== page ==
Why do I have pain?
This is perhaps not surprisingly, the most common question I'm asked by the people I treat, and the answer is not necessarily what you might think...
The reality is that the above are simply names given to the end result of multiple dysfunctions that will not show on scans or x-rays or blood tests.
Often times when I am working with someone who has severe low back pain, they cannot understand why just bending to pick up a pencil or get the washing out of the machine or to pick up their child, has left them in agonising back pain.
I will tell them about thresholds (explained later), about sitting, about posture and muscle imbalance. The same factors are involved whether you have low back pain, shoulder pain, calf pain or neck pain etc.
Movement by Design
To help understand why we get pain we need to start at the beginning. Humans were designed by nature, to stand on two legs. Nature tends not to make mistakes. The common suggestion that we get back pain because we should be walking on all four limbs is mistaken, for the following reasons…
A human being was designed and honed over millions of years to become a hunter-gatherer. Every aspect of our lives should involve being on the move, walking, gathering, running, and hunting. Even when resting, we should be in the dynamic balance of resting on our haunches (comfortably squatting with our knees fully bent and our butts resting on our heels). We should be sleeping in the darkness, then waking with the dawn to begin again, always moving because our very survival depended on our ability to move. Peaks of adrenaline as we run for our lives from hunters more ferocious than us, and again to give us power and speed as we chase the prey that will feed us for another day. Taking only what nature intended, not worrying about tomorrow or yesterday. Just content when we are warm, dry and full, we lived in the moment, as every other creature on the planet still does, save human beings.
Rise of Farming and technical innovation leads to Decrease in Movement
But around 10,000 years ago we learned to farm… With farming came a reduction in movement, we no longer had to follow game or forage with the seasons, no more moving to fresh pastures as we finished utilizing one, leaving it to renew until we passed the following season.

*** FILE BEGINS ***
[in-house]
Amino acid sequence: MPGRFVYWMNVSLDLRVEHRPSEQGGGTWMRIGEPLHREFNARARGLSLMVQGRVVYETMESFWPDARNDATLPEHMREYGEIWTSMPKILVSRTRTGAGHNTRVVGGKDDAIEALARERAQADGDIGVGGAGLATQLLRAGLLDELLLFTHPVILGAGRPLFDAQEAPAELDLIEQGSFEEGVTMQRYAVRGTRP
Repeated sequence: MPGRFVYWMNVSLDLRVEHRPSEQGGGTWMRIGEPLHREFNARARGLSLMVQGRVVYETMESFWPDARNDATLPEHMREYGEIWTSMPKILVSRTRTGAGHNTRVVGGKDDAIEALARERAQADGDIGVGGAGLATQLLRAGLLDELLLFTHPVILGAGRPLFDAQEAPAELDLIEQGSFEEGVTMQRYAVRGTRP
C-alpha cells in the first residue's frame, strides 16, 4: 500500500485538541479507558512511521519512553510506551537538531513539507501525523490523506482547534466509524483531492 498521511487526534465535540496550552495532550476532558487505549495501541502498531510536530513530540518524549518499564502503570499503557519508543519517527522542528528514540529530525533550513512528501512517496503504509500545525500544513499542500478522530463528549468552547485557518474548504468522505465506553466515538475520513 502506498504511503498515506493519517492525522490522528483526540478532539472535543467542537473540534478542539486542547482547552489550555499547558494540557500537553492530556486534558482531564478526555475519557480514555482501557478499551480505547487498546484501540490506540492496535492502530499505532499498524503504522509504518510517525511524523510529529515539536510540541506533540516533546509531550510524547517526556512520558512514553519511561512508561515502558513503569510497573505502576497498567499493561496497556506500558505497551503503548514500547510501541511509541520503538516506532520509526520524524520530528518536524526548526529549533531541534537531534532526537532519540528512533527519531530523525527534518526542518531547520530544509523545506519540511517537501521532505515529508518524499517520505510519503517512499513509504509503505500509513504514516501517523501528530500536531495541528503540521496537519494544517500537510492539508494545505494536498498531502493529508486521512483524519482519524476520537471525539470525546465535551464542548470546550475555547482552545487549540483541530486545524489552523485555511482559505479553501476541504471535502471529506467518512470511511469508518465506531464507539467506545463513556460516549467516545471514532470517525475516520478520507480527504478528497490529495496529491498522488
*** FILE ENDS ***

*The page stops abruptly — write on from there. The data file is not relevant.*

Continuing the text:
Our eating habits changed, as did our physical habits. Mans inventiveness has allowed him to work and move less and less, and in the last 10,000 years we have moved from strong, vibrant hunter gatherers in tune with the very earth and flow of nature, to desk bound, car bound, settee bound inanimate lumps of flesh and bone. But somewhere, deep within us there is still the call to hunt and gather, to move…
So we build gyms and run in circles, push weights, swim up and down, even as we invent more ways not to move. From remote controls to ease the burden of changing channels, to escalators so we don’t have to lift our feet in front of one another.
Streams and Ponds...
You will have noticed that the theme here is movement. Life is movement. Picture a running stream, cascading through mountain and meadow, clear and vibrant, teeming with life. The sparkle of sunshine catching on every ripple, splash and wave, Stones and pebbles constantly tumbling beneath it, nothing ever the same in any moment. This is life, this is movement. They are synonymous.
Now imagine a body of still water, a pond perhaps. See the fetid air above it humming with parasites, whose eggs will only grow in the still, green scum on the surface, see the grey pallor of the water and the sludge gradually building up at the bottom, harbouring toxic detritus, breeding bacteria. This is what happens when there is no movement.
Disease and ill health can only begin where there is little or no movement. If you never lift your arms above you head, the fluid aspects of joint material in your shoulders will become ponds. If you eat stodgy chemical laden white bread and other processed foods your colon will become a pond. If you sit down all day, your muscles become ponds.